Another brilliant aspect of the show is the dynamics between Walter White, the middle age chemistry teacher, and Jessie Pinkman, the drug-dealing meth addict. We see episodes where Walt rubs off on Jessie in a positive way. He serves as a mentor of sorts, pushing Jessie to be a better person. We hold out hope that these two suffering souls can pull each other up.

But it's not to be. There are other episodes where what Walt chooses to do is so horrible that even Jessie can't go along with it. Roles are reversed, and Jessie becomes the conscience of the group.

The conflict and decisions throughout the show are painful and beautiful.

There is probably an entire semester's worth of writing lessons in Breaking Bad. The characters are both complex and real. The writing and pacing is tight. And the acting is nothing short of brilliant.

I will admit, Breaking Bad may not be for everybody. It peels back the layers of human nature, and takes a stark look at all that is bad about us. But it also takes just as bold a look at what is the best in all of us. An example of this is a scene that I can't describe without giving it away. It's at the end of season three, and it's the part where Walt looks at Jessie and says, "Run."

That scene is brilliant, and exemplifies all that is good about Breaking Bad.

I don't expect a happy ending with the show. I'll be disappointed if we get one. Breaking Bad is about choices and consequences. It's reminder of the very short distance between good and evil. A few wrong choices, a few bad actions, and we too can break bad. We'll steer off course and cross that very fine line between human and monster.

Sunday, January 01, 2012

Tackling 2012

Happy New Year!

Usually I write my New Year's resolutions in December. I just write down the things I did the previous 12 months, and then feel pretty darn good about myself. But this year I actually have a few goals, and thought, what the heck. I'll write them down on the blog where I can't misplace them. This is more for me than for you, but please feel free to mock me at the end of the year when I once again ACCOMPLISH NOTHING.


I'm about 12,000 words into a speculative fiction novel called Monster. I'm having loads of fun with it. I've also got Almost Super 2 completely outlined. I'm going to keep working on Monster unless circumstances call for Almost Super 2 to be written first. Either way, I need to finish another book. Sometimes it seems daunting, but in 2012, I need to write more.

I thought about declaring selling Almost Super was my goal, but that goal is largely in the capable hands of my agent, Sara Crowe. So for me, I'll stick to what I can control. And what I can control is writing.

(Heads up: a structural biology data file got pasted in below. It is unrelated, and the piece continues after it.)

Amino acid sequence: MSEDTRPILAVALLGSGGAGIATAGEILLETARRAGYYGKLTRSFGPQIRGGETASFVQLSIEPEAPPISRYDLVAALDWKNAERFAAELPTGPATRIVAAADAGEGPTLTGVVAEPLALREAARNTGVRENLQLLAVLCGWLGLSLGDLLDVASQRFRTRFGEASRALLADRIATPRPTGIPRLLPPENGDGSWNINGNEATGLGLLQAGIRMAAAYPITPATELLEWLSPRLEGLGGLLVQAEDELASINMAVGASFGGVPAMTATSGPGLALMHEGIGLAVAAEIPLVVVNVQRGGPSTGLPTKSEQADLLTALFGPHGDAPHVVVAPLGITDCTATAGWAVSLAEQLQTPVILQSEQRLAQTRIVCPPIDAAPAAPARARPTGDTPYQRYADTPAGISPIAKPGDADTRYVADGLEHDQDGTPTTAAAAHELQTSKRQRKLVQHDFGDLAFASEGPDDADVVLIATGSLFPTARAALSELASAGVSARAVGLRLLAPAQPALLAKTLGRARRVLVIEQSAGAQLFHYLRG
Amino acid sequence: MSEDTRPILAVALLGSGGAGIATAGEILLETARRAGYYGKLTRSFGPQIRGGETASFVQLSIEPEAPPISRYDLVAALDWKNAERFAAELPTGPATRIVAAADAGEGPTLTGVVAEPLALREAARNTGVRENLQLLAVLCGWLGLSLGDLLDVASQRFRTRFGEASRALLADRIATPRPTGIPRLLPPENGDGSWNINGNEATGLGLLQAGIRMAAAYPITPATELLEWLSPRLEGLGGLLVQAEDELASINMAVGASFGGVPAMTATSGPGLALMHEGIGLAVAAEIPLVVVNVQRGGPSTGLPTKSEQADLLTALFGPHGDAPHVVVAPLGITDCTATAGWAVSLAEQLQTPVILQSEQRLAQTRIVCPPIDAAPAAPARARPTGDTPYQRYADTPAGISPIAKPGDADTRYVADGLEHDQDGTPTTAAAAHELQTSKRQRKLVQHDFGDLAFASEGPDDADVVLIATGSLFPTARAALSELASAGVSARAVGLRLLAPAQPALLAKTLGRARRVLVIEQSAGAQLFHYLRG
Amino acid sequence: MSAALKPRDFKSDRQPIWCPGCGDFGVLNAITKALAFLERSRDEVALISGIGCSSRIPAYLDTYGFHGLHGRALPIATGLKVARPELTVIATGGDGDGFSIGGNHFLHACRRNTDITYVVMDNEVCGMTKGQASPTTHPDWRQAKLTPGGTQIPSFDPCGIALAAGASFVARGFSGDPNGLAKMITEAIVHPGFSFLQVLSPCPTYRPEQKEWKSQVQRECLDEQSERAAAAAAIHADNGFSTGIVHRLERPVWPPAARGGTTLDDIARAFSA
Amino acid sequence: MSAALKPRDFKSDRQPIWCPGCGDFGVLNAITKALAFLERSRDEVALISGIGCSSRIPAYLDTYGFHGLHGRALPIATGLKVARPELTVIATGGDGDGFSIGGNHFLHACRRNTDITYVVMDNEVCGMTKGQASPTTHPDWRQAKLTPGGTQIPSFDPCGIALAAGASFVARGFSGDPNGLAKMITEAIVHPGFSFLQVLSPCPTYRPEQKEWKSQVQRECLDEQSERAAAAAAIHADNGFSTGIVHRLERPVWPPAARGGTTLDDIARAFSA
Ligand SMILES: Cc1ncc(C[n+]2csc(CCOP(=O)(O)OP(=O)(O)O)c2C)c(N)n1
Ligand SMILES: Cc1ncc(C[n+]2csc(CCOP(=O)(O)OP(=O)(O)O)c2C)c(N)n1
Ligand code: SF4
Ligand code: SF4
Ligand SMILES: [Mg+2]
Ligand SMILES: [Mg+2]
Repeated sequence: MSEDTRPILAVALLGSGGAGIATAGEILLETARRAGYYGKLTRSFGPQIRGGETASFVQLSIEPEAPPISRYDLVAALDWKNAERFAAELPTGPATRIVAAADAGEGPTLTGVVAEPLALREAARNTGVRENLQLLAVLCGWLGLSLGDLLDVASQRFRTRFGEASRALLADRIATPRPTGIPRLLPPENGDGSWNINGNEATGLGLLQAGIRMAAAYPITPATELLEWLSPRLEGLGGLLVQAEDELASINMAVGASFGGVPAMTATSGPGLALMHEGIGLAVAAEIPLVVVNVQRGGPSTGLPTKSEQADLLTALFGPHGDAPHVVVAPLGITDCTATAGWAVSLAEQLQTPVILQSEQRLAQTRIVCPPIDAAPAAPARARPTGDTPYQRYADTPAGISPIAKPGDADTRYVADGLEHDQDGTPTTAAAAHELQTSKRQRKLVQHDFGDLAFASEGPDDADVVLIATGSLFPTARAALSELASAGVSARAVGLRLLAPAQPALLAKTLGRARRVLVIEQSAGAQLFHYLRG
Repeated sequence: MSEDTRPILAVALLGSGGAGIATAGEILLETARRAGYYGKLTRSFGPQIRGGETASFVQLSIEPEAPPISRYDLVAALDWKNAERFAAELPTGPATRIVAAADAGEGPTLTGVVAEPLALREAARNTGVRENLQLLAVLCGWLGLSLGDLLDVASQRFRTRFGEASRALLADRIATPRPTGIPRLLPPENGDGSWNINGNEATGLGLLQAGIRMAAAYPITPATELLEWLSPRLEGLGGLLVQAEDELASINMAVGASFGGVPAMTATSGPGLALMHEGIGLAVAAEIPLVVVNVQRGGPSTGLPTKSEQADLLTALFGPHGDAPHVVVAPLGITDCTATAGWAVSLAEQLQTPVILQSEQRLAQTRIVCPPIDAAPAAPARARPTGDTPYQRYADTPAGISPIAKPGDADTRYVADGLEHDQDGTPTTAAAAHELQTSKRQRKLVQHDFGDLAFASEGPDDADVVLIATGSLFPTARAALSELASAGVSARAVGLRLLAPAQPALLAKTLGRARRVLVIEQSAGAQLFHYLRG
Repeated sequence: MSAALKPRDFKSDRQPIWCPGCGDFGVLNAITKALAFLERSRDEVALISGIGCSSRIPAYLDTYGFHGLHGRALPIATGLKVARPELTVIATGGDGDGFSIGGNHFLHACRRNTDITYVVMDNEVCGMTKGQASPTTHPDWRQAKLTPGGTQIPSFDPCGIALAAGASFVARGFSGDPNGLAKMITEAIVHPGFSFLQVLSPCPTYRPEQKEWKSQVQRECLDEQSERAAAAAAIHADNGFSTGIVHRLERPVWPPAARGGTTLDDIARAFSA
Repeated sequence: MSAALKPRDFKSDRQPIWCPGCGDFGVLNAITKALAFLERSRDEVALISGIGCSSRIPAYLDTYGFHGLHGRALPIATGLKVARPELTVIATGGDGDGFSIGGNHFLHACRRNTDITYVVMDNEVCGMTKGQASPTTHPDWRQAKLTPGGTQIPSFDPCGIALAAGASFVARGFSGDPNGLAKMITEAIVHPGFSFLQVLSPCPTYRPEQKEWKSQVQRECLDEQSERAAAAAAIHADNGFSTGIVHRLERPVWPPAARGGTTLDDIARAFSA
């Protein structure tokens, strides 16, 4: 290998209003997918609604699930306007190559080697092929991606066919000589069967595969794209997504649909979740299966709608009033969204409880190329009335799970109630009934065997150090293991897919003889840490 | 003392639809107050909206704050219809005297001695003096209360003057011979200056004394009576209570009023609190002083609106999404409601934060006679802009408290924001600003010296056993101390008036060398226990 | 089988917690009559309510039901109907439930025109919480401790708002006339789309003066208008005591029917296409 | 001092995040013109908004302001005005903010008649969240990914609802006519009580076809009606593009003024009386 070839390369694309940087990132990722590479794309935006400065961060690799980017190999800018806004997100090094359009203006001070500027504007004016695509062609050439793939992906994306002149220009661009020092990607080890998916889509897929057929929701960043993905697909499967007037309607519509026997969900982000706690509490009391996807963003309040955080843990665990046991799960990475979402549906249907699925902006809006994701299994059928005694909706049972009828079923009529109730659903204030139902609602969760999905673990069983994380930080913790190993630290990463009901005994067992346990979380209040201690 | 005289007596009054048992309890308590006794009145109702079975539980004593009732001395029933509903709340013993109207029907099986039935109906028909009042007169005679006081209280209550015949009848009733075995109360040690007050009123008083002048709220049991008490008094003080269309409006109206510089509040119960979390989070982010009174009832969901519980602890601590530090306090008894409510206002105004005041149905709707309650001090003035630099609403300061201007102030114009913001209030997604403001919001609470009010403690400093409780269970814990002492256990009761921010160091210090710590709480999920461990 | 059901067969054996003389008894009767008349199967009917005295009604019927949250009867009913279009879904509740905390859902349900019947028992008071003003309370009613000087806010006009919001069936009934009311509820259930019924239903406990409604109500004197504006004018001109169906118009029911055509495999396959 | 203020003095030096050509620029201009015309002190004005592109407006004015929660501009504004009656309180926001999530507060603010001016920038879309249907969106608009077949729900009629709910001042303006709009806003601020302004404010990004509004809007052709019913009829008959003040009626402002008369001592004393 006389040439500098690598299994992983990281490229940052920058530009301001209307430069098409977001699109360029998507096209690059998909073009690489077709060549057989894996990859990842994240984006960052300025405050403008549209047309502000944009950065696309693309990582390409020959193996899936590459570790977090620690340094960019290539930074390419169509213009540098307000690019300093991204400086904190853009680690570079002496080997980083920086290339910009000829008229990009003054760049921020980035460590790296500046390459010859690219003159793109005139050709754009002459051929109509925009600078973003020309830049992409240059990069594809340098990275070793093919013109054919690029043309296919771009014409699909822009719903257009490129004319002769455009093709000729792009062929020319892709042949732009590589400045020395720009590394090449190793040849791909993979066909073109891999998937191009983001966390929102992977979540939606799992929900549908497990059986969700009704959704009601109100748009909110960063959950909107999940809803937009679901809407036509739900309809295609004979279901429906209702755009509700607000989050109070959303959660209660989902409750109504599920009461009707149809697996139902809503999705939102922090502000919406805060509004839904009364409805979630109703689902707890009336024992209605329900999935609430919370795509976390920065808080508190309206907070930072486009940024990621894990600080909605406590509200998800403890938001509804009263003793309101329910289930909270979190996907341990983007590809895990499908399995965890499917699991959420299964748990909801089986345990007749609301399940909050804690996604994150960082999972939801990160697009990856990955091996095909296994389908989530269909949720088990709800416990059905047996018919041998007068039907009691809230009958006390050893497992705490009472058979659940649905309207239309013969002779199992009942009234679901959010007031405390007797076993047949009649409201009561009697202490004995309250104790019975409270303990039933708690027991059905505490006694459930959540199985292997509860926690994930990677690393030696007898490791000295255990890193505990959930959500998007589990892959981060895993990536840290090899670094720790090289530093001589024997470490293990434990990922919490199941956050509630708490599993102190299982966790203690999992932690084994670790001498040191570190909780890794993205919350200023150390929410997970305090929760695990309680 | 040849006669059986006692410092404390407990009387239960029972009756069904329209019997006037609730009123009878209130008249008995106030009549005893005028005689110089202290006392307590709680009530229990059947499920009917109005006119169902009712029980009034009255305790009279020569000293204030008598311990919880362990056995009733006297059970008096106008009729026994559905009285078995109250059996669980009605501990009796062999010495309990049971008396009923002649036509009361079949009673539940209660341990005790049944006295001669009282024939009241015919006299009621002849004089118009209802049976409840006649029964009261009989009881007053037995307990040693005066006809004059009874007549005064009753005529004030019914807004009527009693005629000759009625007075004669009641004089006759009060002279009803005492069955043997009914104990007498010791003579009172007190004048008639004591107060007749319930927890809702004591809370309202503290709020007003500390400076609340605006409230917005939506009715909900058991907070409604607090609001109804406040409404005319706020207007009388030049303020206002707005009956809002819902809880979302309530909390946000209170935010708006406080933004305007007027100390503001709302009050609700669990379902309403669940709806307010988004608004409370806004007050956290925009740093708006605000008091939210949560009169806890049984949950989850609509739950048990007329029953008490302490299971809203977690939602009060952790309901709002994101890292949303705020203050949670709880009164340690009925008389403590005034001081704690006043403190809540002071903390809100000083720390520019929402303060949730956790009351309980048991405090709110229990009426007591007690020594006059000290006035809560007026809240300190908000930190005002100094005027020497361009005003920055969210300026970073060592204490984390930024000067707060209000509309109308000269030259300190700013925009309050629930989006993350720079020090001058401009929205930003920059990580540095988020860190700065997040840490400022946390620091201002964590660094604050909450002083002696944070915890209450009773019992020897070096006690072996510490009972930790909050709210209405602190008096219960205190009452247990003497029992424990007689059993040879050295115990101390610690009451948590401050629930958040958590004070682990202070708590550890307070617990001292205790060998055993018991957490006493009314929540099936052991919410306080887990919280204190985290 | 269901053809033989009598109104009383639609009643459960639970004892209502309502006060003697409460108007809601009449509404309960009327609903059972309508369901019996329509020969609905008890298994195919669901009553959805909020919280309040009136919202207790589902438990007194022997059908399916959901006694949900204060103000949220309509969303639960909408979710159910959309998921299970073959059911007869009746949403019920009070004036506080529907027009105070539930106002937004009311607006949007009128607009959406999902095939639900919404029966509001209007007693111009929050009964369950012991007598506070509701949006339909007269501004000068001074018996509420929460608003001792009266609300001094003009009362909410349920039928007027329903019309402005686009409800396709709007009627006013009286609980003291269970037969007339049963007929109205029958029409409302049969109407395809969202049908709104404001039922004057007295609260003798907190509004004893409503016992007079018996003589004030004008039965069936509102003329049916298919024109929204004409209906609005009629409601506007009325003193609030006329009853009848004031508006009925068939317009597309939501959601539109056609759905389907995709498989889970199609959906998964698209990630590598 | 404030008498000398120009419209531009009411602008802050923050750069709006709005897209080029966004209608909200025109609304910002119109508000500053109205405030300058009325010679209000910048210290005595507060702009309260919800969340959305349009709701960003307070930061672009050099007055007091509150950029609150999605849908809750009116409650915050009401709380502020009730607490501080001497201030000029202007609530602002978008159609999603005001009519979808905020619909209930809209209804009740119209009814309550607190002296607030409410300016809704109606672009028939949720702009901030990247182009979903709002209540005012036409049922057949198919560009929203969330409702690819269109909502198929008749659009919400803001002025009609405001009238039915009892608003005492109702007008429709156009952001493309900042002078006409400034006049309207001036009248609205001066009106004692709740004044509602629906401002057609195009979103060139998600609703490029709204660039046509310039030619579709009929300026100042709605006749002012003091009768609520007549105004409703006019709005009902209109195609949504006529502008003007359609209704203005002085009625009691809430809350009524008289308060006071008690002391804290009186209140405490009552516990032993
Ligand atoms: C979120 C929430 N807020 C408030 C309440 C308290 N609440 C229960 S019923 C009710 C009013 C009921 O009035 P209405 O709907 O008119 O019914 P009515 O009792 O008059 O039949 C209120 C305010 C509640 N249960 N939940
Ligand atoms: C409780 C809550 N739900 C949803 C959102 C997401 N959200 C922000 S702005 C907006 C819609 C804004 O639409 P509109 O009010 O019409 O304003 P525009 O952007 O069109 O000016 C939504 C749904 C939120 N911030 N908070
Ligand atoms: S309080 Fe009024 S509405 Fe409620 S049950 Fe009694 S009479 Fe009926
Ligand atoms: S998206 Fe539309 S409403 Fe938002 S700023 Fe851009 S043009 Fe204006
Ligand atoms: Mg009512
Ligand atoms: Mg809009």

Finally, this year I wrote a short story. It's on a topic about which I feel very strong. I'd like to get it published sometime in 2012.

Goal: Complete a book
Goal: Get short story published 


I always wondered if  running might become one of those things I do for a while, and then drop. But the more I get into it, the more I really enjoy it. I just discovered the joy of trail running, and Google maps shows me that I've got miles and miles of trail just begging to be discovered less than three miles from my house. Even better, there is a three mile trail that can take me from my house to those other awesome trails.

Goal: Run a 5k in under 24 minutes
Goal: Run a half marathon in under 2 hours

Neither of those times are impressive. In fact, they probably look a little pathetic. But that's what I'm going to shoot for. I'm planning on running three half marathons this year, and then as many 5 ks as I can practically do. If any of you are running anything along the Wasatch front, let me know. It's always fun to suffer with others.


I'll admit it. I can't garden to save my life. But we have a very large garden spot, and we need to get more than just carrots and pumpkins out of it. So this year I'm hoping to have a productive garden. I've decided that rather than trying to produce a whole bunch of stuff that we never end up eating, I'm going to focus on a few things that we do eat. I plan on planting a huge raspberry patch, strawberries, tomatoes, and maybe some yams.

If that doesn't work, we're fencing the whole garden and raising hogs. Because who doesn't want more bacon, am I right?

Goal: Have a garden that doesn't suck.

There you have it. I'll try to remember to check these off when/if I complete them. And if I haven't completed them all by the end of 2012, you are free to publicly humiliate me. Also, bring me zucchini. Because I love zucchini, but can never seem to grow it.